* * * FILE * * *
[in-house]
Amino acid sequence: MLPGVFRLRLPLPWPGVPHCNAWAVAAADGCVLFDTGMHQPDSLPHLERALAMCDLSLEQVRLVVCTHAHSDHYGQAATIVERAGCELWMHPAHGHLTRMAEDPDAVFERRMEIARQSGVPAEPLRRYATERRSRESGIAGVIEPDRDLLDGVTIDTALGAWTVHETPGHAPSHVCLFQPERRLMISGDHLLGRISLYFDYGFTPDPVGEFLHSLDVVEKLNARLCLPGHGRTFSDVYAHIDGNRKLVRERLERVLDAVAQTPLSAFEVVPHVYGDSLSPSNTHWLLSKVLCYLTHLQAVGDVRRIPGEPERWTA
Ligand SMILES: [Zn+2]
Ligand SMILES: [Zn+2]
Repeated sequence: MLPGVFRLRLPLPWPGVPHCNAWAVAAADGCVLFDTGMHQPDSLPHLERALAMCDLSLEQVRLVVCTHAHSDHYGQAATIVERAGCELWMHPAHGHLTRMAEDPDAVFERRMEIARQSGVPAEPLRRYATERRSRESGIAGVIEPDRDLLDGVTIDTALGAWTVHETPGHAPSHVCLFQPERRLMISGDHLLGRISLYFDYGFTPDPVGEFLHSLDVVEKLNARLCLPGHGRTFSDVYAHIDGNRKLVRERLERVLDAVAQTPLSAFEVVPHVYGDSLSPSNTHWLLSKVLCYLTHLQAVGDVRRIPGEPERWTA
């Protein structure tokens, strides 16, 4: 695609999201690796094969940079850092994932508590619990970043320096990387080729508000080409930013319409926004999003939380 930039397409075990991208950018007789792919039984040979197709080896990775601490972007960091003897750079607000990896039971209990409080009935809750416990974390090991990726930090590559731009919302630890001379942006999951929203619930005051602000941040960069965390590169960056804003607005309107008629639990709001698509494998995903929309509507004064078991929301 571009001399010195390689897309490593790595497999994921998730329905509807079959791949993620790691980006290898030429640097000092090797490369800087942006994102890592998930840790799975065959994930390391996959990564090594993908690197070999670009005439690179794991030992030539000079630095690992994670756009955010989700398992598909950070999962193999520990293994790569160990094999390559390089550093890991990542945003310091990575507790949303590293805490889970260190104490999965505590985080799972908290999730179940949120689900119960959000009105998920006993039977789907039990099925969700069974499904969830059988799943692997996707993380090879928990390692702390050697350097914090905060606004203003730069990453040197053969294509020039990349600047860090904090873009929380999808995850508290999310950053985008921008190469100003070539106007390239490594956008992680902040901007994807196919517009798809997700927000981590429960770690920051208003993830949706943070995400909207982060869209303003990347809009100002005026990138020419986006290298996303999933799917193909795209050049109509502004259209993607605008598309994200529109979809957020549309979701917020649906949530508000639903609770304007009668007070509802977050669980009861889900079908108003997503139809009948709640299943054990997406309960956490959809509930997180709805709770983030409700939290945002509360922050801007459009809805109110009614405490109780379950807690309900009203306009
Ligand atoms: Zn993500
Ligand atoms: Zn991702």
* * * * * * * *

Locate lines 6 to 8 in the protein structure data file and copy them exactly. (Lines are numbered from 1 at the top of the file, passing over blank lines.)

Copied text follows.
């Protein structure tokens, strides 16, 4: 695609999201690796094969940079850092994932508590619990970043320096990387080729508000080409930013319409926004999003939380 930039397409075990991208950018007789792919039984040979197709080896990775601490972007960091003897750079607000990896039971209990409080009935809750416990974390090991990726930090590559731009919302630890001379942006999951929203619930005051602000941040960069965390590169960056804003607005309107008629639990709001698509494998995903929309509507004064078991929301 571009001399010195390689897309490593790595497999994921998730329905509807079959791949993620790691980006290898030429640097000092090797490369800087942006994102890592998930840790799975065959994930390391996959990564090594993908690197070999670009005439690179794991030992030539000079630095690992994670756009955010989700398992598909950070999962193999520990293994790569160990094999390559390089550093890991990542945003310091990575507790949303590293805490889970260190104490999965505590985080799972908290999730179940949120689900119960959000009105998920006993039977789907039990099925969700069974499904969830059988799943692997996707993380090879928990390692702390050697350097914090905060606004203003730069990453040197053969294509020039990349600047860090904090873009929380999808995850508290999310950053985008921008190469100003070539106007390239490594956008992680902040901007994807196919517009798809997700927000981590429960770690920051208003993830949706943070995400909207982060869209303003990347809009100002005026990138020419986006290298996303999933799917193909795209050049109509502004259209993607605008598309994200529109979809957020549309979701917020649906949530508000639903609770304007009668007070509802977050669980009861889900079908108003997503139809009948709640299943054990997406309960956490959809509930997180709805709770983030409700939290945002509360922050801007459009809805109110009614405490109780379950807690309900009203306009
Ligand atoms: Zn993500
Ligand atoms: Zn991702």